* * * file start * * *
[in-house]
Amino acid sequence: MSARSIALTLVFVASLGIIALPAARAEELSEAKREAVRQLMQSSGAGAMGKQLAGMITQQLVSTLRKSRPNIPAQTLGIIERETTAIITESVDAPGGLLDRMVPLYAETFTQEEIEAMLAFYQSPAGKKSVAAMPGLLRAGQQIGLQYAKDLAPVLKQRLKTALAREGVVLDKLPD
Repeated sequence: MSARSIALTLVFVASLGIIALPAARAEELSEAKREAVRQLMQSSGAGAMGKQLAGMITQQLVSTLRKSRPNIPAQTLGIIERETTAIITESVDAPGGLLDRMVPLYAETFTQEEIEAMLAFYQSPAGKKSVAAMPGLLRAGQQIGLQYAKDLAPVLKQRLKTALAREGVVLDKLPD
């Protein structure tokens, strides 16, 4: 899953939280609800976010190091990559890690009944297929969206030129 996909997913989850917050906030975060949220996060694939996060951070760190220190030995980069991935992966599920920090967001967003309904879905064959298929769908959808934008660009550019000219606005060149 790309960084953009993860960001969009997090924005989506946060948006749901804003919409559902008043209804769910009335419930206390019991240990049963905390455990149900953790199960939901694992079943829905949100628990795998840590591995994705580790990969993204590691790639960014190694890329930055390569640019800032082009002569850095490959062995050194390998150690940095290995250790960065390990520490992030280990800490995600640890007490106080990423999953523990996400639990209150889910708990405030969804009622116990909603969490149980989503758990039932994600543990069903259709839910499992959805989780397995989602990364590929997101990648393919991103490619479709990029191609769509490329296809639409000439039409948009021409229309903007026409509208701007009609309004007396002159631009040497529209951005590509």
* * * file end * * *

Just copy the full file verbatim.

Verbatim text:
[in-house]
Amino acid sequence: MSARSIALTLVFVASLGIIALPAARAEELSEAKREAVRQLMQSSGAGAMGKQLAGMITQQLVSTLRKSRPNIPAQTLGIIERETTAIITESVDAPGGLLDRMVPLYAETFTQEEIEAMLAFYQSPAGKKSVAAMPGLLRAGQQIGLQYAKDLAPVLKQRLKTALAREGVVLDKLPD
Repeated sequence: MSARSIALTLVFVASLGIIALPAARAEELSEAKREAVRQLMQSSGAGAMGKQLAGMITQQLVSTLRKSRPNIPAQTLGIIERETTAIITESVDAPGGLLDRMVPLYAETFTQEEIEAMLAFYQSPAGKKSVAAMPGLLRAGQQIGLQYAKDLAPVLKQRLKTALAREGVVLDKLPD
């Protein structure tokens, strides 16, 4: 899953939280609800976010190091990559890690009944297929969206030129 996909997913989850917050906030975060949220996060694939996060951070760190220190030995980069991935992966599920920090967001967003309904879905064959298929769908959808934008660009550019000219606005060149 790309960084953009993860960001969009997090924005989506946060948006749901804003919409559902008043209804769910009335419930206390019991240990049963905390455990149900953790199960939901694992079943829905949100628990795998840590591995994705580790990969993204590691790639960014190694890329930055390569640019800032082009002569850095490959062995050194390998150690940095290995250790960065390990520490992030280990800490995600640890007490106080990423999953523990996400639990209150889910708990405030969804009622116990909603969490149980989503758990039932994600543990069903259709839910499992959805989780397995989602990364590929997101990648393919991103490619479709990029191609769509490329296809639409000439039409948009021409229309903007026409509208701007009609309004007396002159631009040497529209951005590509």